The primary argument in the article is that the accuracy of polygraph results relies on multiple factors such as the techniques used during the examination. For example, Cuppari and Lewis (2009) opine that assurance of the reliance of the test influences the accuracy of the results. The authors believe that if the polygraph examiner convinces the suspect that the test works, primarily through a pre-trial, then the outcomes of the test results can significantly be influenced.
Furthermore, the authors opine that the results of the polygraph are highly dependent on the population tested. Notably, Cuppari and Lewis (2009) echo the claims of Barto and Bartol that often, the polygraph tends to be accurate when used among suspects rather than victims, and in cases involving assault, robber, and rape crimes as opposed to property crimes. Therefore, the level of accuracy of the outcomes depends on the targeted population.
Information from the article is highly informative and has significantly fostered my understanding of the limitations of the polygraph. As mentioned by Cuppari and Lewis (2009), the test may not entirely be accurate in all scenarios; there are instances when a polygraph may fail and lead to the conviction of the wrong individual as was the case of the Green River Killer in 1982. Notably, an innocent individual may fail the test, whereas the guilty party may pass a similar test. Analysis of such a scenario reveals that other factors such as mental processes and use of physical means by examinees may significantly affect and limit the accuracy of the test.
The highlighted information from the article conforms with prior research which suggests that the patterns analyzed in a polygraph may not necessarily signify deceptiveness among individuals, an aspect that limits the accuracy of the test. As observed by Synnott et al. (2015), polygraph practitioners often assume specific patterns of cardiovascular activity to be characteristics of psychological states such as deceptiveness, which may not always be the case. The authors emphasize that other factors, such as mental health and anxiety disorders may affect a person’s heart rate and the consequent polygraph results. As such, different circumstances, such as a person’s mental health may yield similar results as those of a guilty party, thus compromising the accuracy of a polygraph.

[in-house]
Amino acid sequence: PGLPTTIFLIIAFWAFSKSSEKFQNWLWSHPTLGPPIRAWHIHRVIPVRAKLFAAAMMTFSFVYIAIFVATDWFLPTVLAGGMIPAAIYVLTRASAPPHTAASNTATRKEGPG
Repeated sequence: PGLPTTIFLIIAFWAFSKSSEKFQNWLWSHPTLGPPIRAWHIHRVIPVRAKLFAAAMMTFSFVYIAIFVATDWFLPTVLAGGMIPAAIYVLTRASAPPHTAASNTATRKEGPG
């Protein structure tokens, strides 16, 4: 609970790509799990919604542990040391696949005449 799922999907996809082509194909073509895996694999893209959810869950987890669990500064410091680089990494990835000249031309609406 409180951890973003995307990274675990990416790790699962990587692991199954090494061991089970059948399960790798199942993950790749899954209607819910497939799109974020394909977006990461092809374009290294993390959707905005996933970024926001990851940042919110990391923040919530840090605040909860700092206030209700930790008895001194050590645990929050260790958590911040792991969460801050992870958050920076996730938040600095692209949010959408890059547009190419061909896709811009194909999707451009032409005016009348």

Based on information from the article and other literature, I opine that despite the polygraph being an ideal test in law enforcement, it cannot be used solely to determine the truthfulness of an individual. The tool should be supplemented with further investigation to establish whether or not a party if guilty. This opinion also implies that polygraph examiners and investigators must cooperate to determine the accuracy of the polygraph results.
Cuppari, M., & Lewis, J. (2009). The polygraph: the truth lies within. The Journal of Psychiatry and Law, 37(1), 85-92. https://www.researchgate.net/deref/http%3A%2F%2Fdx.doi.org%2F10.1177%2F009318530903700107
Synnott, J., Dietzel, D., & Ioannou, M. (2015). A review of the polygraph: history, methodology and current status. Crime Psychology Review, 1(1), 59-83. https://doi.org/10.1080/23744006.2015.1060080